What is an amniotic fluid embolism?
Amniotic fluid embolism (AFE) is a rare and incompletely understood obstetric emergency in which amniotic fluid, fetal cells, hair, or other debris enters the mother’s blood stream via the placental bed of the uterus and trigger an allergic reaction. This reaction then results in cardiorespiratory (heart and lung) collapse and coagulopathy. It was first formally characterized in 1941.
The scenario described above described leads to spasm of the pulmonary (lung) blood vessels leading to lack of oxygen and therefore hypoxia. The Patient sometimes experiences seizures as well. Hypoxia leads to heart failure and lung damage, and can lead to Adult Respiratory Distress Syndrome (ARDS). The next step or the progression of this unfortunate disease is hypovolaemia, usually caused by bleeding from the Uterus, caused by coagulopathy/ hemorrhage, often leading to cardiac arrest, which is often lethal.
Up to 50% of Patients die within the first hour after the onset of their symptoms. The survival rate is as low as 15%.
- What are the risk factors of Amniotic Fluid Embolism?
- What is the treatment?
- What happens in ICU?
- How long will your loved one remain in ICU?
What are the risk factors of Amniotic Fluid Embolism?
Amniotic Fluid Embolism may occur in healthy women during labour, during caesarean section, after abnormal vaginal delivery, or during the second trimester of pregnancy. It may also occur up to 48 hours post delivery. Identified risk factors include:
- Older maternal age
- Multiparity (more than one child)
- Intense contractions during labour
- Abdominal trauma
- Cesarean section
- Tears in the uterus or cervix
- Early separation of the placenta from the uterus wall
- Intestinal material from the foetus entering the woman’s blood stream
- Foetal distress
- Foetal death
- Male baby
What is the treatment of Amniotic Fluid Embolism?
The treatment is responsive and supportive. If the Patient has heart failure leading to a cardiac arrest, cardiopulmonary resuscitation (CPR) will be commenced. If the woman does not respond to resuscitation and CPR, an emergency Cesarean section will be performed after the mother has died. The foetus will be monitored closely for signs of distress. There is no known prevention a pregnant woman can do having an amniotic fluid embolism.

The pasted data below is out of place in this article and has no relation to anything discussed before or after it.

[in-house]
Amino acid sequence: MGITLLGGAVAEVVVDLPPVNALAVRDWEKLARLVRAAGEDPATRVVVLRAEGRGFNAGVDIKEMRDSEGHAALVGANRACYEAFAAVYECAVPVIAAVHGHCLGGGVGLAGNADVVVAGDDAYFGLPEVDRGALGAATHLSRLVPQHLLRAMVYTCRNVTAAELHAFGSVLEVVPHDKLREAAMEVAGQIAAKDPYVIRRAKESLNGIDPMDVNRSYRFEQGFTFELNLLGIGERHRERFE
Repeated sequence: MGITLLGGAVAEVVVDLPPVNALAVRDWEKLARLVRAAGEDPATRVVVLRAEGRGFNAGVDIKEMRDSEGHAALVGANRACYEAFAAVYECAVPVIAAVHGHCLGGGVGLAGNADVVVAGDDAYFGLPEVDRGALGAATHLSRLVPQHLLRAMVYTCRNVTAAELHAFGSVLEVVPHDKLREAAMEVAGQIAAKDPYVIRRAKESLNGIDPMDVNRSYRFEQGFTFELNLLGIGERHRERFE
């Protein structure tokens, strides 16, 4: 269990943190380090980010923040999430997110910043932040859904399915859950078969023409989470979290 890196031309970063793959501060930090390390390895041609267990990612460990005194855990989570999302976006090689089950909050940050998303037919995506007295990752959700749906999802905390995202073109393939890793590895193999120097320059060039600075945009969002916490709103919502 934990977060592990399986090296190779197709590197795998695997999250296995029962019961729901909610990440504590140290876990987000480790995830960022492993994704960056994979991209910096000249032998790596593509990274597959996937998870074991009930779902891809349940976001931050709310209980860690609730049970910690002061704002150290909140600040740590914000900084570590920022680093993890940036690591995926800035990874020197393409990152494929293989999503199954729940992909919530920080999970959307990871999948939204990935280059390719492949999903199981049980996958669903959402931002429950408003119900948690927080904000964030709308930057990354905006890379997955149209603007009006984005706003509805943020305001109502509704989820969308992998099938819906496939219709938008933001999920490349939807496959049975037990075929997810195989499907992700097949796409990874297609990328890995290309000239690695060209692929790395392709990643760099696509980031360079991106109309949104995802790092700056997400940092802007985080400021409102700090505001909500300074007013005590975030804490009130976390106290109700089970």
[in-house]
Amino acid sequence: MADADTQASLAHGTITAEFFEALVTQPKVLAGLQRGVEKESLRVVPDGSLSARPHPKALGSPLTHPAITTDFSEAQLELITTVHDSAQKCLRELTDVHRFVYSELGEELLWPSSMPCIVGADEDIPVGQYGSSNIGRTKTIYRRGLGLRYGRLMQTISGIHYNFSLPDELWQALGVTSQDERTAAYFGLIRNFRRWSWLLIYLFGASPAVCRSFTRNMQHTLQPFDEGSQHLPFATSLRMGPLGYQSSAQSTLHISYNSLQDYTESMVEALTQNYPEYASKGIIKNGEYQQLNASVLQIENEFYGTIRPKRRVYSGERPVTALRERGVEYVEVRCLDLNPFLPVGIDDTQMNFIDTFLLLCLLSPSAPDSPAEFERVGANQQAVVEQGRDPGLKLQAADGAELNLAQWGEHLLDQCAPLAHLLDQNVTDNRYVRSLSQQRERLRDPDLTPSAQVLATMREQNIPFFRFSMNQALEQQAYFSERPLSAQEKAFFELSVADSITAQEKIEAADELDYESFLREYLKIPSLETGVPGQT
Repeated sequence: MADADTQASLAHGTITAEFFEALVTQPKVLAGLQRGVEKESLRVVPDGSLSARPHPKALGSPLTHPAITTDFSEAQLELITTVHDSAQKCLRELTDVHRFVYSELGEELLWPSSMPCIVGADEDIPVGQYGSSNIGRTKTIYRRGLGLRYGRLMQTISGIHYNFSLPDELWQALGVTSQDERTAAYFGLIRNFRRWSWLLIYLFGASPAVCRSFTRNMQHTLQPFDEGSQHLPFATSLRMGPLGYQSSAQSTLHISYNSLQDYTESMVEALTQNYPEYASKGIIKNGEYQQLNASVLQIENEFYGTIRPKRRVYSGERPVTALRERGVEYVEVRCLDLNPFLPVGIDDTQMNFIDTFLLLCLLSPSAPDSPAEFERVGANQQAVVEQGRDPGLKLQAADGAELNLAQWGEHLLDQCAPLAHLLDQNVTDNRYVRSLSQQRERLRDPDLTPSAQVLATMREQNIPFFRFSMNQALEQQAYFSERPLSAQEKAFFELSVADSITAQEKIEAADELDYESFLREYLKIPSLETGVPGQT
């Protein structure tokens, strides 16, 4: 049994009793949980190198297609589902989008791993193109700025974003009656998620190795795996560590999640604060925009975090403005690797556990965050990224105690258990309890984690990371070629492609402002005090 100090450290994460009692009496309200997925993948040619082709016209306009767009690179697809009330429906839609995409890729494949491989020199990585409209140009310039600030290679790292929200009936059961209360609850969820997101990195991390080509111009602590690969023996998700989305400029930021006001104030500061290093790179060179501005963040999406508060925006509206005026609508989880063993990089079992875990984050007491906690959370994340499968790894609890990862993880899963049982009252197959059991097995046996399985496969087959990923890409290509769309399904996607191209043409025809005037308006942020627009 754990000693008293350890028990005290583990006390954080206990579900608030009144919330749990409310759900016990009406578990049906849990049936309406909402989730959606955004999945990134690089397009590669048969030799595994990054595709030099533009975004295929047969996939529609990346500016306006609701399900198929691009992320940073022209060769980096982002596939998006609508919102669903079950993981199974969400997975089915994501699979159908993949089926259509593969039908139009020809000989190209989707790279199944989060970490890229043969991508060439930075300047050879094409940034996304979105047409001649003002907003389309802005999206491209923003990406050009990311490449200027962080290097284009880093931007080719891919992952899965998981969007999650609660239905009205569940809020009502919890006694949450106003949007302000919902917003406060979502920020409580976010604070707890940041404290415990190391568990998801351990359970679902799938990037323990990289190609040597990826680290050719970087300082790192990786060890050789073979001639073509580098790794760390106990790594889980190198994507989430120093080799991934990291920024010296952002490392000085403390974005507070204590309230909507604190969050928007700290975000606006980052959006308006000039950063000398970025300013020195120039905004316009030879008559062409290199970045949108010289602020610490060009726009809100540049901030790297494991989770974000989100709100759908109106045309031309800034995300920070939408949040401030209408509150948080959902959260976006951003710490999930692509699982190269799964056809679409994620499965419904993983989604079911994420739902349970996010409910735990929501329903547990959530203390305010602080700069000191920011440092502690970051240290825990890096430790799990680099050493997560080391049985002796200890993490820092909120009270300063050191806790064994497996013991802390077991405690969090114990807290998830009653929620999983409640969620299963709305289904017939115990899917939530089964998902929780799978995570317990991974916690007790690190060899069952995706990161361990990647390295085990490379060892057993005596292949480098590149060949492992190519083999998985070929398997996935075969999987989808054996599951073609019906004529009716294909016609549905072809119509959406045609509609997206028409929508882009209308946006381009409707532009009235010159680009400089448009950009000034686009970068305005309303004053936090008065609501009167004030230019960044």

What happens in ICU?
- Your loved one will be monitored with a Bedside Monitors where heart rate& heart rhythm, blood pressure, respiratory rate, oxygen saturation and temperature will be monitored.
- your loved one will require an Arterial Catheter for haemodynamic/blood pressure monitoring and for regular Blood& Pathology tests in Intensive Care
- Infusion pumps are administering drugs to support your loved ones blood pressure and haemodynamic system, as well as intravenous fluids may be administered via a central venous catheter/ CVC(Central Venous Lines).
- Blood products such as Red blood cells, including fresh frozen plasma(FFP’s), cryoprecipitate, and platelets may be given for abnormal blood clotting (coagulopathy) and to replace any blood lost through severe bleeding.
- Ventilators (Breathing Machines) usually initiate Mechanical ventilation via a Breathing Tube (endotracheal tube) as the Patient is usually so sick that mechanical ventilation is required. Once the Patient is ventilated he or she will require suctioning to remove secretions from the lungs.
- An NG Tube (Nasogastric Tubes) is usually inserted into your loved ones stomach, in order to commence nutrition or to remove fluids.
- Urine Output is usually measured hourly, after insertion of a Urinary Catheter
- Chest X-ray and other pathology tests such as blood tests, CT scan, MRI, echocardiogram, electrocardiogram (ECG), and urine tests may be carried out in order to get a definitive diagnosis.
- Your loved one is placed on an air or a soft mattress, to prevent any pressure injuries
How long will your loved one remain in Intensive Care?
The prognosis after Amniotic Fluid Embolism is very poor, and most women do not survive. If your loved one survives the ordeal, there is a risk of them having a hypoxic brain injury (brain damage) as a result of the lack of oxygen to the brain. Please ask the ICU nurse or doctor if you have any questions about your loved one.
Of course, if you have any questions or concerns, please discuss them with the ICU nurses and doctors.
All Intensive Care interventions and procedures carry a degree of potential risk even when performed by skilled and experienced staff. Please discuss these issues with the medical and nursing staff who are caring for your loved one.
The information contained on this page is general in nature and therefore cannot reflect individual Patient variation. It is meant as a back up to specific information which will be discussed with you by the Doctors and Nurses caring for your loved one. INTENSIVE CARE HOTLINE attests to the accuracy of the information contained here BUT takes no responsibility for how it may apply to an individual Patient. Please refer to the full disclaimer.